Raqqa: US-backed militias battled foreign fighters defending the last pocket of Daesh’s one-time Syrian capital of Raqqa on Monday, bringing their four-month campaign for the city to the brink of victory.
A Reuters correspondent saw smoke rising above the city and heard machinegun and mortar fire, but said the rate of air strikes had lessened from other visits to Raqqa in recent weeks.
A field commander of the Syrian Democratic Forces (SDF) alliance of Kurdish and Arab militias in Raqqa said he expected the operation to end on Monday, but the US-led coalition said it could not put a timeline on the battle.
A convoy of Syrian Daesh fighters left the city on Saturday night with their families, leaving only 200-300 foreign militants to mount a last stand, the SDF said on Sunday.
The SDF is now poised to end Daesh’s vicious rule over a city where it paraded its string of lightning victories in 2014, and from which it plotted attacks on civilian targets across the West.
Its defeat in Raqqa mirrors its collapse across Iraq and Syria, where its enemies have driven it from cities, killed its leaders in air strikes and regained the oil fields that funded its so-called caliphate.
It lost Mosul, its largest city and most prized possession after months of fighting in July.
The group, which at its height ruled millions of people in both countries, is in Syria now forced back into a strip of the Euphrates valley south of Deir Al Zor and areas of desert on each side.
“We have conducted some strikes in the last 24 hours, but I suspect that that will pick up here very soon with the SDF advancing into the final remaining areas of the city,” said Colonel Ryan Dillon, spokesman for the US-led coalition.
The coalition has supported the SDF with air power and special forces throughout its Raqqa campaign, which began in November with a months-long offensive to isolate the city.
The battle inside Raqqa started in June, and the intense air strikes and street-to-street fighting drove many of its people to refugee camps and left much of the city a mess of concrete debris.
The field commander in Raqqa described Monday’s fighting as “a clearing operation” and said he expected it to be completed by the end of the day with the SDF controlling the whole city.
Ilham Ahmad, a senior politician in the SDF, said she expected the end of the campaign to be declared “within hours or days”, but Dillon said he could not put a timeline on the operation.
A Reuters correspondent was with an SDF sniper unit on a frontline facing the hospital complex that represents one of Daesh’s last strongholds in the city, and saw two men in camouflage clothing climb a building and raise a flag.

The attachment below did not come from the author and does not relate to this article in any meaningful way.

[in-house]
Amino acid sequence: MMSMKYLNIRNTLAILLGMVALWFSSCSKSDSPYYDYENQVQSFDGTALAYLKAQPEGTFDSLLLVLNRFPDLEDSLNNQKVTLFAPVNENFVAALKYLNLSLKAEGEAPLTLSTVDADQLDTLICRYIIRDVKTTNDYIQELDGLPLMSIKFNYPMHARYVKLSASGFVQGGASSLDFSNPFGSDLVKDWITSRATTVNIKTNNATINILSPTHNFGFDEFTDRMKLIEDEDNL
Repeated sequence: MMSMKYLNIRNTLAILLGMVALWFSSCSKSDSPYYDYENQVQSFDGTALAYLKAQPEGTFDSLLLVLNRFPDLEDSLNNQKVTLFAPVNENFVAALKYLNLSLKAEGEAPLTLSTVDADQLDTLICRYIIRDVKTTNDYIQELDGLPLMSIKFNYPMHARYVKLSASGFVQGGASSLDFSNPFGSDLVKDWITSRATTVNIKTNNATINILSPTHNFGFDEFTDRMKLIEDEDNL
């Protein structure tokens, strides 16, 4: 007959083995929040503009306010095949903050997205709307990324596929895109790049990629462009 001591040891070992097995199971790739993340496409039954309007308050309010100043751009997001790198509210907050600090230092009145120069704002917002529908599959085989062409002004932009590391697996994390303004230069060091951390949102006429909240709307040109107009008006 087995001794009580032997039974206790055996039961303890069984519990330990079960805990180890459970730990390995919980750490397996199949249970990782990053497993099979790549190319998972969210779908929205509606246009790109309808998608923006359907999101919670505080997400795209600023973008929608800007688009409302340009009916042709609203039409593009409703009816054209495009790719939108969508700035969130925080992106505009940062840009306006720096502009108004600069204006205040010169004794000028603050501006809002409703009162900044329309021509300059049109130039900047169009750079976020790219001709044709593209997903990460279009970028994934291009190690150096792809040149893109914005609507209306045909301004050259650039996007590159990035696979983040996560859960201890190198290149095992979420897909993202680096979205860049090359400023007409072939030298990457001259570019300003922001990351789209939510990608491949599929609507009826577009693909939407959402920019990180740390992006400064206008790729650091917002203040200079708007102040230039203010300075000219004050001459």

Cars in the streets below had loudspeakers mounted on their roofs broadcasting messages to the last Daesh fighters telling them they would not be ill-treated if they surrendered.
Another SDF field commander, who gave his name as Ashraf Serhad, said he had heard that 250 Daesh fighters remained and that on Sunday he had seen several minivans and buses leave the hospital carrying some who had surrendered.
Saturday night’s convoy out of Raqqa included about 100 Daesh fighters and nearly 200 family members, said Omar Alloush, a member of the Raqqa Civil Council set up by the SDF to run the city.
The fighters who left in the convoy are being held by security forces before interrogation and may be tried in court, he added.
The strongest group in the SDF is the YPG, a Kurdish militia that Turkey regards as an extension of the PKK, which has waged an insurgency against Ankara for three decades.
Its influence across swathes of northern Syria, including in majority Arab areas, and its backing by the US, has provoked disquiet in Turkey.
The US-backed campaign against Daesh has pushed it from most of northern Syria, while a rival offensive by the Syrian army, backed by Russia, Iran and Shiite militias, has driven the militants from the central desert.
Daesh retreated from the countryside around Raqqa months ago and its last big area of territory is shrinking rapidly along the Euphrates valley downstream of Deir Al Zor, and in the desert on either side.
As the militant group became better entrenched in Syria and Iraq, Raqqa became its most important centre, one it used as a planning and operations hub.
Many of its leaders were at times based there, and former hostages said Mohammad Emwazi, better known as Jihadi John, imprisoned them along with those he later executed in a building near the city.
The group killed dozens of captured Syrian soldiers there in July 2014 and made the city the site of a slave market for Yazidi women captured in Iraq and given to fighters.
The coalition has said Raqqa was a hub for attacks abroad, and in November 2015, after militants killed more than 130 people in Paris, France launched air strikes on Daesh targets in the city.
But as the group defends its last patch of bomb-cratered ground in the city, the cost of the battle lies evident all around. Much of Raqqa lies ruined, hundreds of civilians have been killed, and thousands more have fled.